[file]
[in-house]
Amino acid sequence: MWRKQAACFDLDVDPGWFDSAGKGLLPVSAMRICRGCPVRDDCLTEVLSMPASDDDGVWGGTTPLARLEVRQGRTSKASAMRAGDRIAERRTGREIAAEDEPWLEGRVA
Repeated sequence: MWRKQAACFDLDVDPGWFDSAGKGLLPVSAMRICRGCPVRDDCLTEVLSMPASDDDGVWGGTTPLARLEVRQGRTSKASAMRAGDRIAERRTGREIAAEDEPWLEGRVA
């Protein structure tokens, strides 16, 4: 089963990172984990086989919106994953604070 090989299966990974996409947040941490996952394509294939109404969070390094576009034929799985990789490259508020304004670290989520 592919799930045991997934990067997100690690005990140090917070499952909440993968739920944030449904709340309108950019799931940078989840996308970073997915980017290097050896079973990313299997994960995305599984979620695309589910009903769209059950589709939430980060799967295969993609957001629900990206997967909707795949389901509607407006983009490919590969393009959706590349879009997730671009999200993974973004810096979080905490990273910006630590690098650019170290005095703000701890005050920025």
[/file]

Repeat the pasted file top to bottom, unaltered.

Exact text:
[in-house]
Amino acid sequence: MWRKQAACFDLDVDPGWFDSAGKGLLPVSAMRICRGCPVRDDCLTEVLSMPASDDDGVWGGTTPLARLEVRQGRTSKASAMRAGDRIAERRTGREIAAEDEPWLEGRVA
Repeated sequence: MWRKQAACFDLDVDPGWFDSAGKGLLPVSAMRICRGCPVRDDCLTEVLSMPASDDDGVWGGTTPLARLEVRQGRTSKASAMRAGDRIAERRTGREIAAEDEPWLEGRVA
């Protein structure tokens, strides 16, 4: 089963990172984990086989919106994953604070 090989299966990974996409947040941490996952394509294939109404969070390094576009034929799985990789490259508020304004670290989520 592919799930045991997934990067997100690690005990140090917070499952909440993968739920944030449904709340309108950019799931940078989840996308970073997915980017290097050896079973990313299997994960995305599984979620695309589910009903769209059950589709939430980060799967295969993609957001629900990206997967909707795949389901509607407006983009490919590969393009959706590349879009997730671009999200993974973004810096979080905490990273910006630590690098650019170290005095703000701890005050920025």